Figs. 6 and 7 are top plan and front elevational views of the feeding mechanism, with the parts shown in advanced position; and
Fig. 8 is a cross sectional view taken on the line 8-8 of Fig. 6.
In these drawings, I have shown my invention as embodied in one type of die set, which may for example be used in a standard punch press. It will be clear, however, that the invention, according to its broad object, `is not limited to use with any special type of die set or to use in a punch press-the invention being applicable to feed stock to any machine in which there are a pair of cooperating and relatively movable members between which the stock is worked in any desired way, as for example by piercing, cutting, shaping or any combination of these operations.
Referring to Figs. 1 and 2, the die set, chosen by way of illustrative example as a setting or background for the invention, will be described. The cooperating and relatively movable members a and b are adapted for connection to the cooperating and relatively movable parts of a punch press. The member a is a punch holder and is provided with a shank c to t the ram r of the punch press. The member b is the die shoe and is adapted to rest on and be bolted to the bolster or bed p of the punch press. Usually, although not necessarily, there are guide pins, such as d, fixed in and upstanding from the stationary element b, which are slidably received in the movable member a. These members a and b may carry any desired kind of tools for working the metal or other kind of strip fed therebetween. As shown, there are punches e which are carried by the member a and cooperate with a die f carried by the member b to perforate the work; and a forming punch g carried by the member a, which cooperates with a pressure pad h, and the adjacent walls i on which it slides, to shape the work. The forming punch also has a shear edge 7', which operates to sever the forward end of the stock lcoincidentlly with the shaping of the same by the elements y, h and i. A portion of the usual operating rod for the pressure pad is shown at lc, such rod controlling the vertical movements of the pad h with respect to the walls z'. The die f has the'usual stripper plate Z, which holds the stock from rising during the retraction of the punches e following the perforation of the stock thereby. Openings m are provided in the die f and bolster b to allow the slugs or pieces of metal punched out by punches e to pass downwardly therethrough.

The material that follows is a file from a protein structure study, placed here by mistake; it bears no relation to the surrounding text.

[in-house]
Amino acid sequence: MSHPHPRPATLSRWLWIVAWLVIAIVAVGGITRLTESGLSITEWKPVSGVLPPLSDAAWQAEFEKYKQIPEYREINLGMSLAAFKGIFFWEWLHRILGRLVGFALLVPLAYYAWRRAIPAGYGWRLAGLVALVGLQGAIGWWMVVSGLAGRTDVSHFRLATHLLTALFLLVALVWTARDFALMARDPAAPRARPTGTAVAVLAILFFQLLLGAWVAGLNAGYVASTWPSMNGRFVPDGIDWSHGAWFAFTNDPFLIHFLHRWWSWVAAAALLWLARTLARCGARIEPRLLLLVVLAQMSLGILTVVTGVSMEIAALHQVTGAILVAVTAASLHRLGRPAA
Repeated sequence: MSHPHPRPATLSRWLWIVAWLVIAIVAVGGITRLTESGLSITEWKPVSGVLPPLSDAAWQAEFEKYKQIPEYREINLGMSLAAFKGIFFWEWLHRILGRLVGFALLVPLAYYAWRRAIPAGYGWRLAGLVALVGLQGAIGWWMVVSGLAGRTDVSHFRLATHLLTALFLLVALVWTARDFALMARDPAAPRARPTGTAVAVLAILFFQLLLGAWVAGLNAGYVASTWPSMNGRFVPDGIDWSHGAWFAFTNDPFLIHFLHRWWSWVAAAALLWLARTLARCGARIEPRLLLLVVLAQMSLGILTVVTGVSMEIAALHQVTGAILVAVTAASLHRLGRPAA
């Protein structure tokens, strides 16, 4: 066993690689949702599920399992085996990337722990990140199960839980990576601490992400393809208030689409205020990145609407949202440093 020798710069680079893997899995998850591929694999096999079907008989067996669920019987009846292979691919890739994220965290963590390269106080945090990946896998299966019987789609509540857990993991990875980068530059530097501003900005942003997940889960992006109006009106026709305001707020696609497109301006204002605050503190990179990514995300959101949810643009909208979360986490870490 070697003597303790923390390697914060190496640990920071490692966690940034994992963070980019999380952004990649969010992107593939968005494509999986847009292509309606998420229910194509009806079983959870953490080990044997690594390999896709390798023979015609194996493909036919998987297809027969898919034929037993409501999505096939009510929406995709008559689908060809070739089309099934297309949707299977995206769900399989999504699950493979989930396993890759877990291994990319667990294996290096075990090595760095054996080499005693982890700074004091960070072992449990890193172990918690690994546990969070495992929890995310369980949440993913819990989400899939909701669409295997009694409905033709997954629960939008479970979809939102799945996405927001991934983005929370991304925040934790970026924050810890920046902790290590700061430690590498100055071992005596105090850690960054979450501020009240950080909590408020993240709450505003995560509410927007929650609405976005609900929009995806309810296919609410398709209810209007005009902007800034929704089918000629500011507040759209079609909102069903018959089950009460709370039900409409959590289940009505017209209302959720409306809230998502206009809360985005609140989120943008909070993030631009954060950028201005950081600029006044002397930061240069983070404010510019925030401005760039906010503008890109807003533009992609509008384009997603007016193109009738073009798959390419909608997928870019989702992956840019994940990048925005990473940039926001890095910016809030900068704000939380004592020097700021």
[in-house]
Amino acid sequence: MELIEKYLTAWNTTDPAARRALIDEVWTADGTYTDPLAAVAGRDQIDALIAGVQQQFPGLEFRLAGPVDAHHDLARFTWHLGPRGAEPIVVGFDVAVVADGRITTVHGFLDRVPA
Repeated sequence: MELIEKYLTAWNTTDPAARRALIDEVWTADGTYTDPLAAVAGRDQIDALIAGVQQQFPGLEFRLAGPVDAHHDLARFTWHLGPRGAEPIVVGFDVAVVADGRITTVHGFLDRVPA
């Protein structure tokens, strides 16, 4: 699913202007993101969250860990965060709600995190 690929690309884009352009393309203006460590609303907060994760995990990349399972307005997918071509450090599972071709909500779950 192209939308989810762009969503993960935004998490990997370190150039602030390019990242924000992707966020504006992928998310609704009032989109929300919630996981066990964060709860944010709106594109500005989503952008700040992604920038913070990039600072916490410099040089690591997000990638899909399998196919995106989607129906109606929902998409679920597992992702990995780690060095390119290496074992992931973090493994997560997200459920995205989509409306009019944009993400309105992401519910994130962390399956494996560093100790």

In this particular case the stock is a strip n of metal. In the rst instance this strip is advanced first beneath the punches e which perforate the stock on the down stroke of the ram of the press. On the next upstroke of the ram, the strip will be advanced by another measured length and the part perforated by punches e will be carried into position to be shaped and severed by the elements g, h, z' and j on the next downstroke of the ram. At the same time the punches e will perforate a section of the strip n which lies just to the left of the severed section.